Tommy was a SSHRC Doctoral Fellow during their PhD work and is also a recipient of the University of Waterloo’s Award for Exceptional Teaching. They are co-editor of the book RuPedagogies of Realness: Essays on Teaching and Learning with RuPaul's Drag Race (McFarland 2022), and they serve as a founding incorporator and director of a new

not-for-profit organization for educational development across this nation we now call Canada.


The cheesy, cornball womanface in Dr. Mayberry’s side-by-side profile photos is, for anyone who has read anything remotely critical of gender ideology, excruciatingly embarrassing. It is a cruelly obvious indicator of a lack of political and intellectual sophistication to suppose it to be dashingly avant garde, as a great number of my university colleagues, lamentably, do.


Dr. Mayberry was appointed to the directorship of the U of A’s CTL while still ABD (that is to say, before he had earned his PhD, and was still enrolled in a doctoral program). Now note the qualifications of his second in command:









Cosette Lemelin, PhD, MEd

Assistant Director cosette.lemelin@ualberta.ca


Cosette has 18 years of experience in Educational Developer roles in a 20-year career in adult and post-secondary education at three universities (the University of Winnipeg, the University of Manitoba, and the University of Alberta). She has a Master of Education (2003) and PhD in Education (2016) focusing on adult and post-secondary education. Cosette’s unique specialities include teaching within health professions education (with a focus on clinical practicum teaching and learning), classroom management, and varying aspects of interpersonal communication in teaching and learning. Cosette calls herself a “Teaching Coach” for university instructors and faculty members striving to improve their teaching one class, one activity, or one interaction at a time. Cosette is the 2019 recipient of the University of Alberta Excellence in Learning Support Award, and received the award again in 2020 with the CTL Team as part of their COVID 19 Response.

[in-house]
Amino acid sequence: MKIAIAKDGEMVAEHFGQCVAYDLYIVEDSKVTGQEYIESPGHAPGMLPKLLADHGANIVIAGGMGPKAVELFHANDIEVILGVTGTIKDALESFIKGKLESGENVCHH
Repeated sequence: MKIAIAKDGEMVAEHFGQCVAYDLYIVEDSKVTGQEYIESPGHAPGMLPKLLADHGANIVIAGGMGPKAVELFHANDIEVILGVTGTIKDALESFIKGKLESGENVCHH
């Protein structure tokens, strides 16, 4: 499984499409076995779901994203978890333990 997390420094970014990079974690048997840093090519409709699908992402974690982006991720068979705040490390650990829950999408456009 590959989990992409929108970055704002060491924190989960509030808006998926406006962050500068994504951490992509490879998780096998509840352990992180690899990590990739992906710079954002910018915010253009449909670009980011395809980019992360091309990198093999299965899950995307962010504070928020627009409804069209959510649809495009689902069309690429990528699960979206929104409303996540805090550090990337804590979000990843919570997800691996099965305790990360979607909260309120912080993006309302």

Dr. Lemelin (whom, let me hasten to say, is someone I don’t know at all – I don’t want the observations I make here to get her in trouble at work) is a woman who earned her doctorate twenty years ago and who has two decades of experience in the field. That she is relegated at this University centre to second banana, supervised by a much younger, much less experienced man, isn’t cool and cutting edge. It’s a regressive self-own at an institution run by scholars too callow to notice.

The styling Mayberry has chosen -- a sparkly purple top with stars, a ton of slap, a long tressed fire engine red wig – would be ludicrously impossible workplace wear for a woman academic. You don’t have to have read very widely or deeply in the debates around sex and gender to know this. The fact that my colleagues don’t immediately notice it tells you everything you need to know about their reading habits: that they are embarrassingly shallow.


Universities exist to allow people – some for a few years, others for their entire adult lives – to assimilate old knowledge and generate new knowledge. When the people running them begin to behave in ways that make it self-evident that they aren’t bothering on either count, the answer is not to officially switch out the reading you wish they were doing; it’s to realize they are only just barely ever reading anything at all.